Don't go around claiming to be a celebrity's relative.
If your slinging high-priced exotic cars, you probably shouldn’t be doing it in the middle of Time Square. That’s just dangerous. Also, you probably shouldn’t go around telling people you’re the nephew of a celebrity athlete like Alex Rodriguez. But we’ll get to that relationship in a moment. Norberto Susini, 29 and the alleged nephew, met a pair of men in Times Square to sell a $600,000 Lamborghini, but things didn’t go as planned.
The two men trying to buy the car, Lamin Vucetovic, 33, and Anthony Gilkes, 30, picked up Susini in a Rolls-Royce at about 11:15 p.m. Wednesday, according to the New York Post. The three went to the Marriott Marquis on Broadway to hammer out the details. However, Vucetovic wanted to pull out of the deal, demanding to have his deposit for the car returned. Then, the two held Susini against his will in the hotel room.
Vucetovic and Gilkes then called Susini’s business partners demanding not only a $35,000 ransom, but the car as well. According to the publication, Susini’s business partners called police instead of meeting the kidnappers’ demands. Smart move. However, the New York Daily News is reporting Susini somehow freed himself from his captors and called a friend.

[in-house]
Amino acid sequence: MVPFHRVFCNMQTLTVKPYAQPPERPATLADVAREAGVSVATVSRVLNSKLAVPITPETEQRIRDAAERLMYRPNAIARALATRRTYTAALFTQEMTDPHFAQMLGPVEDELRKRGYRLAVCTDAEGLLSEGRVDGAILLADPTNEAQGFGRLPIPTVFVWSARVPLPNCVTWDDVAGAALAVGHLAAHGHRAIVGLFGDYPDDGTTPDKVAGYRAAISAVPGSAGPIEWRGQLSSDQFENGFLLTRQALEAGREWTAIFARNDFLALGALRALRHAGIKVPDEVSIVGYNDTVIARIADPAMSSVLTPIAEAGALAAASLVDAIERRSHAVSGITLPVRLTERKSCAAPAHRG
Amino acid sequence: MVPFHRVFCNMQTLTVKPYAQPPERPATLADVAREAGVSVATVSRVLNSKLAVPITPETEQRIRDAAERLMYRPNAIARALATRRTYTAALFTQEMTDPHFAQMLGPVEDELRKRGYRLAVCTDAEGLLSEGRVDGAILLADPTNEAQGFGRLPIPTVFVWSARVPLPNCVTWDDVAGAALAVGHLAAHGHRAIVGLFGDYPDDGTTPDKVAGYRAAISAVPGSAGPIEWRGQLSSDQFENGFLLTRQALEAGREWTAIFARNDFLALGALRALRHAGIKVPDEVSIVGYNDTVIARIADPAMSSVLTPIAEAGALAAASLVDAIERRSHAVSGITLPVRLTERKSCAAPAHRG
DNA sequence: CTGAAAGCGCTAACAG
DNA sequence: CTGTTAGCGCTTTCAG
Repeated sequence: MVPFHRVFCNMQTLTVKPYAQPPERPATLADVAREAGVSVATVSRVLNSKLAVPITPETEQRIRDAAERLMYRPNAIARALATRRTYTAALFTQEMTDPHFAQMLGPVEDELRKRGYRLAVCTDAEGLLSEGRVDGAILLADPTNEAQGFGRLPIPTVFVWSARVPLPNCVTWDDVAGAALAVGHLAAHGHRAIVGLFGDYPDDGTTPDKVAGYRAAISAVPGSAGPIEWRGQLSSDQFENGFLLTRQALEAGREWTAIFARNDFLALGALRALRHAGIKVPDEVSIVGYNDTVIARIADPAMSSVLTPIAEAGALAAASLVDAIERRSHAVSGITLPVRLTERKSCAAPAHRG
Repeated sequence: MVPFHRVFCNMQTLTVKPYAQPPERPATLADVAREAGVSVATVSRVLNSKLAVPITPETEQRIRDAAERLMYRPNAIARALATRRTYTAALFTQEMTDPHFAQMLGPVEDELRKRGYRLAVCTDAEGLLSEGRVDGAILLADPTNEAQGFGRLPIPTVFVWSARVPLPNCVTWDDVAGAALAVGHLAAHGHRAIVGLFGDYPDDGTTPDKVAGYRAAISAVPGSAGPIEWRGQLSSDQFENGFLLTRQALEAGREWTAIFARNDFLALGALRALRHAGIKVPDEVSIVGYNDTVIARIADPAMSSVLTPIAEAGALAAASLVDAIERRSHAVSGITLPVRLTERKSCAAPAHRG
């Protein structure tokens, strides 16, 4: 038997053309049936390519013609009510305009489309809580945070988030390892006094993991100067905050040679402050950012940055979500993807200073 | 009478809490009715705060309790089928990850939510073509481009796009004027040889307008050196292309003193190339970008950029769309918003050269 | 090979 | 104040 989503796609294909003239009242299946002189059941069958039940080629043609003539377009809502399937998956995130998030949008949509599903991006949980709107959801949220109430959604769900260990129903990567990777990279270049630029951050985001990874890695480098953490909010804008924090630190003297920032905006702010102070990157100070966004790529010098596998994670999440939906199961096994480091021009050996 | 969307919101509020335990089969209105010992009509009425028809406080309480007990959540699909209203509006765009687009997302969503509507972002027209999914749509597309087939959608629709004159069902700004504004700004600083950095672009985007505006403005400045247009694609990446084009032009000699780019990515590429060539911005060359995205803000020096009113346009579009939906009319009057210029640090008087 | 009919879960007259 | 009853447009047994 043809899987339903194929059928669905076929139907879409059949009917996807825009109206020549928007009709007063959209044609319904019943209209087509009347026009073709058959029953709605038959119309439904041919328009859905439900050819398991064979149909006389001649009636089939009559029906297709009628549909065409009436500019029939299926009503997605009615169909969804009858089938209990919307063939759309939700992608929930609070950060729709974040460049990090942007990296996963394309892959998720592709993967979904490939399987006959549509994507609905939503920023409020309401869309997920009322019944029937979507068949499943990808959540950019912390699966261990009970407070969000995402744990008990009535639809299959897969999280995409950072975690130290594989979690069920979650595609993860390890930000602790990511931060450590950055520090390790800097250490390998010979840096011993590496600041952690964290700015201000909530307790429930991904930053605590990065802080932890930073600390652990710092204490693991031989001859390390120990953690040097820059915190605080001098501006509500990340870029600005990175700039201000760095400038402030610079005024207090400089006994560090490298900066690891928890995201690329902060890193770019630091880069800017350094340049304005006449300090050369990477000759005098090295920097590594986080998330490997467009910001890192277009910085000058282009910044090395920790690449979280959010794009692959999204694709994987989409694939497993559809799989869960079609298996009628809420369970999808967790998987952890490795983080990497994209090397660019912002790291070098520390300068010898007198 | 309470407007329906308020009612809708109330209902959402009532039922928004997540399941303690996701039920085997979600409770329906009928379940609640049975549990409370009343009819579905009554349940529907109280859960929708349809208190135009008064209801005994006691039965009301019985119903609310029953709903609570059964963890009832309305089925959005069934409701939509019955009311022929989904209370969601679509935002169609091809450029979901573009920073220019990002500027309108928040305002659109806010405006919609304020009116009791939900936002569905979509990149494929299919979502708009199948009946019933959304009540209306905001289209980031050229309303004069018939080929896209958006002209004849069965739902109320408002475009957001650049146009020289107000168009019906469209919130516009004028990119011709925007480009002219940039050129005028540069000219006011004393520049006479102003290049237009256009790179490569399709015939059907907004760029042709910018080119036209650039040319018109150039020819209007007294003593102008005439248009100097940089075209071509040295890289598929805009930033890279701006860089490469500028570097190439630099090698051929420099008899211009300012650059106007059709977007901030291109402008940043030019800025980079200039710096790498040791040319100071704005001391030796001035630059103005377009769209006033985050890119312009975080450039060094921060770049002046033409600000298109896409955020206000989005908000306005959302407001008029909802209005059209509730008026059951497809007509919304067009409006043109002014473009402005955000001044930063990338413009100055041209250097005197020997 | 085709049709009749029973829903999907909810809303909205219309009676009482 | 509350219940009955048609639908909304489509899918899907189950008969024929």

Whatever happened doesn’t really matter as both Vucetovic and Gilkes turned themselves into police at 3:50 a.m. Both were charged Thursday with kidnapping and unlawful imprisonment charges, according to police.
Gallery: 2018 Lamborghini Huracan Performante Spyder
Now, Susini claims to be A-Rod’s nephew, but a spokesman for A-Rod said, “This guy is 100-percent not Alex’s relative,” according to the New York Post. According to the New York Daily News, Rodriguez’s half-brother dated Susini’s mother who had her son with another man from a prior relationship. Susini’s mother never married Rodriguez’s half-brother, Joe Dunand.
Talk about an unnecessarily complicated story for a textbook case as to why you should always perform a serious business transaction in a public place. Too often, buyers and sellers have nefarious intentions, which is why several police departments allow for the buying and selling of stuff right on their property. Few would try to kidnap someone right in front of a police station.